HONOLULU (KHON2) — School-based testing to screen for COVID-19 is a key component of the CDC’s guidance for virus prevention.
Yet Hawaii’s public schools do not have a widespread test program in place and only asked vendors to start bidding less than one week before teachers were due back on campus.
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The State has had access to tens of millions in federal funding to ramp up COVID-19 testing in schools for months, and yet officials are still working on getting a widespread testing plan up and running two weeks into the school year.
The CDC said school screening with COVID-19 tests is so critical to detecting and protecting children and staff that tens of billions of dollars have been put behind the effort nationwide. Hawaii got a significant chunk of that money for testing.
“I know it exceeds $70 million,” for Hawaii’s portion, said Dr. Scott Miscovich of Premier Medical Group, which provides both clinic-based testing as well as special mass-testing programs nationwide. “And I am told that recently some of the monies that came out of the next $138 million have to be, so it’s probably in the range of $200 million.”
But Always Investigating has found out the Department of Health (DOH) waited until July 22 to ask a handful of companies for quotes for what they called “Reopening Schools: COVID-19 School Testing Program.”
That was less than one week before teachers were due back on campus, less than two weeks before kids started and long after multitrack schools were in session. The late timing baffled teachers and doctors.
“This spring, people at the national level said that testing was going to be one of the mitigation strategies that we needed to have in place in order for schools to open safely and that hasn’t changed,” said Logan Okita, vice president of the Hawaii State Teachers Union (HSTA). “I think it’s highlighted even more with the delta variant.”
“Now it’s inadvertently like they kind of created a lot more of an emergency situation,” said Dr. Kaohimanu Dang-Akiona, a Big Island physician with Premier Medical Group.
“I’ve been working in approximately seven other states helping to develop a plan, and actually, we are testing,” Miscovich said. “Many of them started in March and April, because that’s when it was known the funding was released.”
The HSTA told KHON2 they knew nothing of the State’s school testing plan status until KHON2 forwarded the copy of the late-July biding invitation to them.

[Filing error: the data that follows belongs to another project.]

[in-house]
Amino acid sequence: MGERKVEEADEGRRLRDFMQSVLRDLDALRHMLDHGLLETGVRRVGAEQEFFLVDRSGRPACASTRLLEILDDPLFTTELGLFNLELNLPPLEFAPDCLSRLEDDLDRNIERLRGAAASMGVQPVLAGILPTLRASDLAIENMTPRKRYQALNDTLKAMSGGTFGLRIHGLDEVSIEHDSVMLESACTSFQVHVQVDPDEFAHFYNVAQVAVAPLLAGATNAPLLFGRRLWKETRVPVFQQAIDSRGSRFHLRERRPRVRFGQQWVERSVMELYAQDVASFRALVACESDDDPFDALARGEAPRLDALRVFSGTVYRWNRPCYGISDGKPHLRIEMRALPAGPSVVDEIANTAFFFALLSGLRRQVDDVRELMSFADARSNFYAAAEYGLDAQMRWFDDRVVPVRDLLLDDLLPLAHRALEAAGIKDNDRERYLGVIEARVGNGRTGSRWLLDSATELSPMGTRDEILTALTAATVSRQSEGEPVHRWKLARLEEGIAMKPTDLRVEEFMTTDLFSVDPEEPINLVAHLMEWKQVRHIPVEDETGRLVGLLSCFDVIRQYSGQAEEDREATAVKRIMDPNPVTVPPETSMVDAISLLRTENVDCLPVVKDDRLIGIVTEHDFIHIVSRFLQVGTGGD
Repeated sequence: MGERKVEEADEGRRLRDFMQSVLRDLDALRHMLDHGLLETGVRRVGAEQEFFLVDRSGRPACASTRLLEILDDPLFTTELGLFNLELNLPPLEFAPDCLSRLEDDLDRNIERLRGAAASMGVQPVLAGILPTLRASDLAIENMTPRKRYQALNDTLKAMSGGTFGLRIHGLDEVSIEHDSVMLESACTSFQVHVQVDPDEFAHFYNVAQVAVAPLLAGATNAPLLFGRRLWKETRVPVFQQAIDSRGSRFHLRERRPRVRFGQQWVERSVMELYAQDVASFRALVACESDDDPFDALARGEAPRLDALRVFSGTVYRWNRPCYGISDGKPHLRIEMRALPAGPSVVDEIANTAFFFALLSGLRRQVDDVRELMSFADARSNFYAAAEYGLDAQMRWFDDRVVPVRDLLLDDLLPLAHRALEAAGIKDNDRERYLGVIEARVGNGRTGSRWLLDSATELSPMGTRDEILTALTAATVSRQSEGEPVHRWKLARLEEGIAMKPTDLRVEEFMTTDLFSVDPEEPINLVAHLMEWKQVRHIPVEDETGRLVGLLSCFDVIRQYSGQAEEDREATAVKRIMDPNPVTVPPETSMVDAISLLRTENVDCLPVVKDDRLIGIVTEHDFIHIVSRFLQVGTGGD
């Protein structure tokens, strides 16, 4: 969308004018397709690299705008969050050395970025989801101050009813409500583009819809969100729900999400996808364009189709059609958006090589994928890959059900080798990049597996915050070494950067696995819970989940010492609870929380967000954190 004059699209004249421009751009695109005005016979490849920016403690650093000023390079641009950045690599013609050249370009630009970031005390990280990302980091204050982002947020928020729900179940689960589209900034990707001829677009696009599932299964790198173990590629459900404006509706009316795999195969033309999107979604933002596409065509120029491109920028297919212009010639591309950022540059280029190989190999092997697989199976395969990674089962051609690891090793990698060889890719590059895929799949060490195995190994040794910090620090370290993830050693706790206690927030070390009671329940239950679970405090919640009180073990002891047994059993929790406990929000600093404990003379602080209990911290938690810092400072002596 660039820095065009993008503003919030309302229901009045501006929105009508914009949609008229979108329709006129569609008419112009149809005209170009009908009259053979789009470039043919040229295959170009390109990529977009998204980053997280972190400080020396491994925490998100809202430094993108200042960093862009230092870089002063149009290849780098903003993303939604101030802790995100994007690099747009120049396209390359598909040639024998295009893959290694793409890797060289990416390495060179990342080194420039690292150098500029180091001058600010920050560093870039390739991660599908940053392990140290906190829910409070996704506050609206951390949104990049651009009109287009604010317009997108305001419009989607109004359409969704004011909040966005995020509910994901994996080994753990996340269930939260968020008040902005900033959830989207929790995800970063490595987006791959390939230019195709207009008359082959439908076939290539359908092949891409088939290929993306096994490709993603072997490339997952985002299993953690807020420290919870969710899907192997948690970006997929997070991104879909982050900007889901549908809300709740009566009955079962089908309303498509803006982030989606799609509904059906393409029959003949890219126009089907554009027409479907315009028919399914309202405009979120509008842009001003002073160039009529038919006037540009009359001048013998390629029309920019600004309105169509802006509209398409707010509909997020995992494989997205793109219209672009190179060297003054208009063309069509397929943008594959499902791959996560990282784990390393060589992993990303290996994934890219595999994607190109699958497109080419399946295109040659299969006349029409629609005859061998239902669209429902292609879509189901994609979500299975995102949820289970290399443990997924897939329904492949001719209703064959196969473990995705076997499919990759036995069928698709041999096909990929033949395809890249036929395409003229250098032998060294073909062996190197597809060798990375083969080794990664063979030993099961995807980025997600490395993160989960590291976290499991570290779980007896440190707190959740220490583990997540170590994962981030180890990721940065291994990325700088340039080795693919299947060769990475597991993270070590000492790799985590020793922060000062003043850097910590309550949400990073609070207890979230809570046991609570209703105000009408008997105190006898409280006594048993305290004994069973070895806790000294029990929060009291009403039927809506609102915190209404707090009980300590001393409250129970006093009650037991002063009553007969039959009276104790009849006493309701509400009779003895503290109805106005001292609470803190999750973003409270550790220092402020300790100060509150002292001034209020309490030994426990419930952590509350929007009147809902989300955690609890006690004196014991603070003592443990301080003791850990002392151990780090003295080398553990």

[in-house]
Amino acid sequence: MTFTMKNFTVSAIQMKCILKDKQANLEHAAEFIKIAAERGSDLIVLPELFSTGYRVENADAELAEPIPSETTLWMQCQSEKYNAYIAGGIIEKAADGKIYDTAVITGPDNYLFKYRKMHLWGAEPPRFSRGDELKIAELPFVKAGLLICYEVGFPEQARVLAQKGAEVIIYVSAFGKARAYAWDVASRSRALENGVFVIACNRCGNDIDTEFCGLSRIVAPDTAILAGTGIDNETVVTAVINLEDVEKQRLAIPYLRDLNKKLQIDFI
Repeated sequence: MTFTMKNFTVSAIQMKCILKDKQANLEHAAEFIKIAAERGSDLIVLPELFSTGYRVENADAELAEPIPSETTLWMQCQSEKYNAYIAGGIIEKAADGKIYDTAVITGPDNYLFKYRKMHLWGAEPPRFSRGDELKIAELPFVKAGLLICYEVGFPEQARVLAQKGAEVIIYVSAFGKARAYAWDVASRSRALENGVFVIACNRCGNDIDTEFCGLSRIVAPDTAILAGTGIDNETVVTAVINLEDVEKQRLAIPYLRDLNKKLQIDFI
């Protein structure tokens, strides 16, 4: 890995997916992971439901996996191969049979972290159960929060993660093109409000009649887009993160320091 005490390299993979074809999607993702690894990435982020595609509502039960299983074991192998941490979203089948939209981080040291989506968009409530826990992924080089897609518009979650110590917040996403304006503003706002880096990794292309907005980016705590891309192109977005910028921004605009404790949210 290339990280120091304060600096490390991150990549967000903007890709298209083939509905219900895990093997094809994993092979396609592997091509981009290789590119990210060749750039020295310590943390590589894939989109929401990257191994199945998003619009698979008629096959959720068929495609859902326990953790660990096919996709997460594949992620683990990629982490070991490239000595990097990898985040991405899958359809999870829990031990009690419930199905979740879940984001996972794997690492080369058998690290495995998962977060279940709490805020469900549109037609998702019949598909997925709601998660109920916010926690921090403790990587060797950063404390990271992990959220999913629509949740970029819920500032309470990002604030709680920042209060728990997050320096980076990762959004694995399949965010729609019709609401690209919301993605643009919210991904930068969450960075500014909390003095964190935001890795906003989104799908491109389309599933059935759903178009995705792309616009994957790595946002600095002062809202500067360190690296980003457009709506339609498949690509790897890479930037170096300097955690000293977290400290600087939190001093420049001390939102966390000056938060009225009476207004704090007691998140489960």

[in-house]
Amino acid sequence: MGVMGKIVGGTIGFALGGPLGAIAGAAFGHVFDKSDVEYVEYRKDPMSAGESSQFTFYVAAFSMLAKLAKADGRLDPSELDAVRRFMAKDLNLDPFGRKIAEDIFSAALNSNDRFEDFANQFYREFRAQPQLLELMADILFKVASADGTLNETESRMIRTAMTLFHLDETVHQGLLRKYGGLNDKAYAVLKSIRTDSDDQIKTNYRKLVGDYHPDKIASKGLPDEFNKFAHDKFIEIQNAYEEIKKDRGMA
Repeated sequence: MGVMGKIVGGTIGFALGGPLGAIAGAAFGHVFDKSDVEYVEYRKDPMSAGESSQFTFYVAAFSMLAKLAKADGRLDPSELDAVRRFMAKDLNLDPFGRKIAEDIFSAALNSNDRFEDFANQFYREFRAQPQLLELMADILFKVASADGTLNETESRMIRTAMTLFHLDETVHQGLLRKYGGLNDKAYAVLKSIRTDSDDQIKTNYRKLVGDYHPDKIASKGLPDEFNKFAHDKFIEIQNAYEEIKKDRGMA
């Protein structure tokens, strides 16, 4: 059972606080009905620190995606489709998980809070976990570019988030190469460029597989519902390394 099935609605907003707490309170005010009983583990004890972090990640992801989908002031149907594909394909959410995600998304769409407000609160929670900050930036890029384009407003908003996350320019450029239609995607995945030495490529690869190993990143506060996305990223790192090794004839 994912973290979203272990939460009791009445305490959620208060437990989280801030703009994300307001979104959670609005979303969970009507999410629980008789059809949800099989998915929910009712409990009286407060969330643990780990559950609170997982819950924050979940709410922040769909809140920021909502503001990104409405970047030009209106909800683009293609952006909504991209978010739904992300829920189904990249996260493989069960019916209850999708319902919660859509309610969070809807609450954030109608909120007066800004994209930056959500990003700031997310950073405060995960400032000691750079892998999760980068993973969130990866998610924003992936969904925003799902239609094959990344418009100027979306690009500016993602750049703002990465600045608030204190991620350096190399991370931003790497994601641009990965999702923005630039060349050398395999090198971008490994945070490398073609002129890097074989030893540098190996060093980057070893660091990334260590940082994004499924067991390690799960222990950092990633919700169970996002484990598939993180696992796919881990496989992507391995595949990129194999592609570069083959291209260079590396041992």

The DOH did not open the program to public procurement where anyone could bid, they instead told KHON2 they sent requests directly to seven of what they call “demonstrably qualified” vendors, five of which submitted quotes.
The DOH told KHON2 they are “working on contracts in an expeditious manner so they can be awarded as soon as possible.”
Always Investigating found out that some providers were not invited to submit a bid and one of the largest labs in the state was turned down. Clinical Laboratories of Hawaii (CLH) said in a statement: “CLH was not awarded the testing contract for the DOE. We have many schools, public and private, reaching out to us and we are assisting them as best we can.”
Once the contracts are approved, the DOH plan says the first schools will start in September and the whole system will be covered by the end of the year.
The Department of Health has triaged schools into six “tiers” based on a matrix of community vaccination and health inequities, even though kids under 12 aren’t even eligible for the vaccine yet.
Physicians were shocked to see places like Hilo and Honokaa and other rural neighbor island complexes in the last tier while a COVID-19 crisis rages in their communities.
“It’s very scary that they think we can wait until that long,” Akiona said. “It shows that maybe they don’t understand kind of the situation right now, that we’re already at a tipping point.”
Testing advocates said some kind of alternative needs to be figured out immediately.
“Why can’t a school work with a private donor or an organization or a PTO or even just their neighborhood businesses to offer testing to their school community?” Okita said.
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The Department of Education told KHON2s it is deferring to DOH to contract and to run the program and did not respond to requests for further details or comment.